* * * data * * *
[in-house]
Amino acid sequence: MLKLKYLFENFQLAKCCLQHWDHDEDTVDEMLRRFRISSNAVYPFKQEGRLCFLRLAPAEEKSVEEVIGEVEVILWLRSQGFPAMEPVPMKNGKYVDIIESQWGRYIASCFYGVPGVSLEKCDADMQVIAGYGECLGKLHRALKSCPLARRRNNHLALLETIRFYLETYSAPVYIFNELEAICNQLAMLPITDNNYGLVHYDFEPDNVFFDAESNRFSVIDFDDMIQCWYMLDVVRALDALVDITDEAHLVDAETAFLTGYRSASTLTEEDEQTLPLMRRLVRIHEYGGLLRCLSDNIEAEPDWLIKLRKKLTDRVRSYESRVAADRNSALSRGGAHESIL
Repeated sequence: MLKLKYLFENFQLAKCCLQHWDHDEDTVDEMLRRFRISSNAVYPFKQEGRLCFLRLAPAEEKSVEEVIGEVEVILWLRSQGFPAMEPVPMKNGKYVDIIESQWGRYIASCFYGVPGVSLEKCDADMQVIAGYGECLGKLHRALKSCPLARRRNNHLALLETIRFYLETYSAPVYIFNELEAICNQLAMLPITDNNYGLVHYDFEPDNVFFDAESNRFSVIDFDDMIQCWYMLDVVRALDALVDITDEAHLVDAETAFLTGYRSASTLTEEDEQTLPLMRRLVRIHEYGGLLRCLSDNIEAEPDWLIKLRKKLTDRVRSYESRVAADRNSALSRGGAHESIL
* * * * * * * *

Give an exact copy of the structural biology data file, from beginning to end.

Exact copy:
[in-house]
Amino acid sequence: MLKLKYLFENFQLAKCCLQHWDHDEDTVDEMLRRFRISSNAVYPFKQEGRLCFLRLAPAEEKSVEEVIGEVEVILWLRSQGFPAMEPVPMKNGKYVDIIESQWGRYIASCFYGVPGVSLEKCDADMQVIAGYGECLGKLHRALKSCPLARRRNNHLALLETIRFYLETYSAPVYIFNELEAICNQLAMLPITDNNYGLVHYDFEPDNVFFDAESNRFSVIDFDDMIQCWYMLDVVRALDALVDITDEAHLVDAETAFLTGYRSASTLTEEDEQTLPLMRRLVRIHEYGGLLRCLSDNIEAEPDWLIKLRKKLTDRVRSYESRVAADRNSALSRGGAHESIL
Repeated sequence: MLKLKYLFENFQLAKCCLQHWDHDEDTVDEMLRRFRISSNAVYPFKQEGRLCFLRLAPAEEKSVEEVIGEVEVILWLRSQGFPAMEPVPMKNGKYVDIIESQWGRYIASCFYGVPGVSLEKCDADMQVIAGYGECLGKLHRALKSCPLARRRNNHLALLETIRFYLETYSAPVYIFNELEAICNQLAMLPITDNNYGLVHYDFEPDNVFFDAESNRFSVIDFDDMIQCWYMLDVVRALDALVDITDEAHLVDAETAFLTGYRSASTLTEEDEQTLPLMRRLVRIHEYGGLLRCLSDNIEAEPDWLIKLRKKLTDRVRSYESRVAADRNSALSRGGAHESIL